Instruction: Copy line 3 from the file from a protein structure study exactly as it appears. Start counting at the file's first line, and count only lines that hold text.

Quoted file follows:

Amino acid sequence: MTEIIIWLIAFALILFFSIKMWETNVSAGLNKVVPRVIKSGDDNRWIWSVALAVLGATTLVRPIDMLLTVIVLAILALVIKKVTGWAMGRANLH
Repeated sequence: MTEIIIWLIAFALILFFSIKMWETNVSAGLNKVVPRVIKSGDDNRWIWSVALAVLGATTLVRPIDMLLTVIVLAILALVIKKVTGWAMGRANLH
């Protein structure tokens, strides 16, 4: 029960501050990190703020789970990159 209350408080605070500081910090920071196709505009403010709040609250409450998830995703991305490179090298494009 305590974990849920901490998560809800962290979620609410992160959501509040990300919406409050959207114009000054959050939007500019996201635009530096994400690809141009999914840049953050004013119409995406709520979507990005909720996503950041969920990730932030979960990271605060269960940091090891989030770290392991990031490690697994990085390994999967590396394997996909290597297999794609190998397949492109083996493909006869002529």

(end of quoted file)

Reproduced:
């Protein structure tokens, strides 16, 4: 029960501050990190703020789970990159 209350408080605070500081910090920071196709505009403010709040609250409450998830995703991305490179090298494009 305590974990849920901490998560809800962290979620609410992160959501509040990300919406409050959207114009000054959050939007500019996201635009530096994400690809141009999914840049953050004013119409995406709520979507990005909720996503950041969920990730932030979960990271605060269960940091090891989030770290392991990031490690697994990085390994999967590396394997996909290597297999794609190998397949492109083996493909006869002529």